Tahiliani scores high marks


Superintendent of Schools Priya Tahiliani’s evaluation for 2020-2021 came in with high marks, except for several highly sexist and personal ramblings made by an aid to the mayor and attributed to him which could pass as civil rights violations.

Tahiliani scored proficient in each and every indicator included in her evaluation, which covered instructional leadership, management and operations, family and community engagement, and professional culture.

The results of the evaluation indicate that Tahiliani is doing her job and doing it well, according to the statements of the school committee members who contributed their comments.

The mayor made comments, as expected, that leave open the door to doubt about Tahiliani’s performance.

The mayor, it is widely known in school circles, wants to replace Tahiliani.

He would prefer a submissive, white, male superintendent who he can control much more than Tahiliani, who he cannot control.

The mayor couldn’t control himself once he got going.

“Superintendent Tahilani has demonstrated that she is not receptive to or accepting of alternate points of view or opinions. A review of the recordings of School Committee meetings will illustrate that her posture, facial expressions, and other physical mannerisms visibly change during discussions and debates of issues,” an aid wrote for the mayor.

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Mayor now a voting member of school committee after state OK


The mayor now officially has the right to sit on the Everett School Committee as a voting member following a swift and well-oiled romp through the statehouse.

Governor Charlie Baker signed the Home Rule Petition which amends the City of Everett Charter and provides for the mayor to be a voting member of the school committee.


“I am honored to accept this responsibility,” the mayor said on his Facebook site.

And just like that, as though with the snap of a finger, the mayor has succeeded in becoming a force to deal with on the school committee.

In previous recent school committee hearings, Superintendent of Schools Priya Tahiliani had protested against the mayor’s effort.

“I do not favor the mayor becoming a voting member of the school committee,” she told her colleagues in the School Department, and on the school committee.

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Mayor wants in on school committee


The mayor’s desire to become a voting member of the School Committee hit a snag Monday night when the City Council put off a measure to move the issue into a voting phase.

What was put off will certainly come up again and soon, because that’s the way the mayor wants it – and what the mayor wants, the mayor gets.

On his Facebook page earlier this week the mayor said he was surprised the measure even came up for discussion, as if to say, “I didn’t even know about this.”

Of course, he knew about it. Of course, he instigated it. He owns the City Council. He simply had the measure attached to the voting Charter change Councilor-at-Large Wayne Matewsky has been heading.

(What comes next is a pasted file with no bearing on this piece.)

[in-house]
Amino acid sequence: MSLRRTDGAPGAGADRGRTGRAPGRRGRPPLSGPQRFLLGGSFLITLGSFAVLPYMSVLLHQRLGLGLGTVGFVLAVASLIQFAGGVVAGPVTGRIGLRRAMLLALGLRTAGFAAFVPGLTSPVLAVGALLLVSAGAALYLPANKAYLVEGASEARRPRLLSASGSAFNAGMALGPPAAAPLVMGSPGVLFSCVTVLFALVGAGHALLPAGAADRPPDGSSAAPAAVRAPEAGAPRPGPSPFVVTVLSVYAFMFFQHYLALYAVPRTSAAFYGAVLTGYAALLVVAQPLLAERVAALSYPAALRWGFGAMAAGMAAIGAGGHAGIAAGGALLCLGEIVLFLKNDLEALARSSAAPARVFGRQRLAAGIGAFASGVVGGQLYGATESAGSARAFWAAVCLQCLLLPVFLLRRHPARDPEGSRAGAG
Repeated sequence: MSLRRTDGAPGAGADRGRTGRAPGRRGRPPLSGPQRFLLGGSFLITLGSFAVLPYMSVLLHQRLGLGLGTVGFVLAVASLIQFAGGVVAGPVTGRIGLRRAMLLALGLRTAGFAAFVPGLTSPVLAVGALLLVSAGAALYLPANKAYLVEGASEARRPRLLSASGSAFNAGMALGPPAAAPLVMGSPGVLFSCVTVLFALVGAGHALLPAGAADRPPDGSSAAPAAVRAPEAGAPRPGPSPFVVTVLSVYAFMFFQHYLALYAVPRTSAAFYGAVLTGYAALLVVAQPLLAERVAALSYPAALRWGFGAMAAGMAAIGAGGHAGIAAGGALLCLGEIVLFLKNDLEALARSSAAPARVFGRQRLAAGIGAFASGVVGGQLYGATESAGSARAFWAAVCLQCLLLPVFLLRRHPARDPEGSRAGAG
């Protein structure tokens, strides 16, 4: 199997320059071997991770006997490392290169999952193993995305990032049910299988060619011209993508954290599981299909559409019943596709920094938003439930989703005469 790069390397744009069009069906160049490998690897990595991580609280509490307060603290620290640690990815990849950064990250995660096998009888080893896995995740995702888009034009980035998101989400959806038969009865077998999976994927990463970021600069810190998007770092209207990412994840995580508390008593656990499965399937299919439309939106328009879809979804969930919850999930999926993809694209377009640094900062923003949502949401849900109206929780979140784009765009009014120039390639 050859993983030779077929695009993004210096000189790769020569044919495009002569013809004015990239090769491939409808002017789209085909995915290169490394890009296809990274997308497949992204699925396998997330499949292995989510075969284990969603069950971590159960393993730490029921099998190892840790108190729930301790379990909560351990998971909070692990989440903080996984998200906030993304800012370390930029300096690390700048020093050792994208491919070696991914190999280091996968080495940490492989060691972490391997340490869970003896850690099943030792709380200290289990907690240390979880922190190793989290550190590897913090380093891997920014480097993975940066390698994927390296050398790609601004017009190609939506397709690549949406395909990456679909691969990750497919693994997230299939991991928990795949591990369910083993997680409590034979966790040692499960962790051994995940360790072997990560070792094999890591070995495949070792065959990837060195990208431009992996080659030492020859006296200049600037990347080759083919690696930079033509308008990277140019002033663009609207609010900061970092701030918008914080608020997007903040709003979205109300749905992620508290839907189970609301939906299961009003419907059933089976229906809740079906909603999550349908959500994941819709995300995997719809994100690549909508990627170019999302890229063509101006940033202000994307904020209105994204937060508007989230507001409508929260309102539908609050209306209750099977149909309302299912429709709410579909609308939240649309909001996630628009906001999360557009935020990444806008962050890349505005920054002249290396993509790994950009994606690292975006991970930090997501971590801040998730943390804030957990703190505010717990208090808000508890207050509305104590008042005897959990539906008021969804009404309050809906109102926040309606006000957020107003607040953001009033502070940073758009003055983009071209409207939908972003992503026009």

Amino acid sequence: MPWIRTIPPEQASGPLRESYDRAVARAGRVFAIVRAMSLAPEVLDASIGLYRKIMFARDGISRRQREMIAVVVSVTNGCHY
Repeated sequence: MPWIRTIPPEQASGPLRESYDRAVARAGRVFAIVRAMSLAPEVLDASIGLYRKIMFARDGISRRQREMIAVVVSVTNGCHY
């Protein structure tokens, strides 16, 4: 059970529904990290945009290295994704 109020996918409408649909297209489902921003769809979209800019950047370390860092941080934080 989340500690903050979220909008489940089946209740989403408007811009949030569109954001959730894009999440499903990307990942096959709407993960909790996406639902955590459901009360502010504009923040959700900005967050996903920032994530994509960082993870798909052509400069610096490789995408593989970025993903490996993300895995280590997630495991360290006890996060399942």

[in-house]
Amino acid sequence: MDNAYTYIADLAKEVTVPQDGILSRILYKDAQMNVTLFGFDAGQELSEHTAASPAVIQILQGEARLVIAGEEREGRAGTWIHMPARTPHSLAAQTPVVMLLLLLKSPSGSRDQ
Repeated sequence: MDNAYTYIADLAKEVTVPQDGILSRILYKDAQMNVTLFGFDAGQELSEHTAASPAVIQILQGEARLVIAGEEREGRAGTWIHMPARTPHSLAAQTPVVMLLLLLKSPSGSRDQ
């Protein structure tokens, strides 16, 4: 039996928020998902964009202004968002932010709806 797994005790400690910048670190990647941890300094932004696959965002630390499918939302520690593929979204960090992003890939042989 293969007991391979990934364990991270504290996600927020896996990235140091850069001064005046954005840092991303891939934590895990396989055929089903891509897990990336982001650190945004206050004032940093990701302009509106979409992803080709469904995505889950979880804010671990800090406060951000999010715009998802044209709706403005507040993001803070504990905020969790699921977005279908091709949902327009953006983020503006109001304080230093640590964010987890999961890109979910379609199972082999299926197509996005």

Matewsky wants ward councilors to be voted on by the voters in the ward – not at-large.

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Partial school reopening slated for November 16

Hybrid classrooms on tap if virus stats allow it


Monday night, for twenty minutes, during an Everett Public Schools on-line informational, Superintendent Priya Tahiliani said that the EPS are scheduled to go hybrid with a reopening of classroom instruction on November 16.

Tahiliani cautioned that the metrics must be weighed and measured against required state standards and that the hybrid reopening could be dashed by a drastic change in statistics regarding the effects and extent of the COVID-19 spread in the city.

“In the meantime,” she said, “we’ve developed a comfortable rhythm” despite all the obstacles placed upon the public schools by the exigencies of the virus.

During a 20-minute Superintendent’s Report that was produced by her office, she made the point that “despite all odds” and with “everyone’s working together” that education was advancing in Everett despite the virus.

The EPS is monitoring daily and weekly figures to know what might be possible when November 16 rolls around. With three weeks left to go, it is anyone’s bet what might occur when the 16th arrives.

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Everett Public Schools in disarray

Staff Report

Crazy and unprecedented happenings littered today’s end of year department meeting at Everett High School. Principal Erick Naumann has called a full staff meeting for Wednesday at 10AM to address sweeping budget cuts to come.

Superintendent Priya Tahiliani is making good on her promise to save teacher-to-student instruction. And teachers are saying this is the most massive budget cutting of administrators they have ever seen.

The emphasis was on making sure as many certified classroom teachers were retained in anticipation of DESE Covid-19 regulations in the fall.

The mandate calls for class sizes of 10 or less. This is a huge issue in Everett schools as classes are routinely 30-35 students. So now, instead of one teacher per 30 students, it willhave to be three teachers per 10 students.

It has become, as one department head stated, an “All hands on deck” situation with certified teachers. The sweeping changes also requires all EPS staff (outside of one building principal, one vice principal and a skeleton crew of clerical /secretary type) have a teaching certificate in some content area and will be teaching a full course load.  This includes all coaches, all substitute teachers, etc. Here’s a list of the cuts: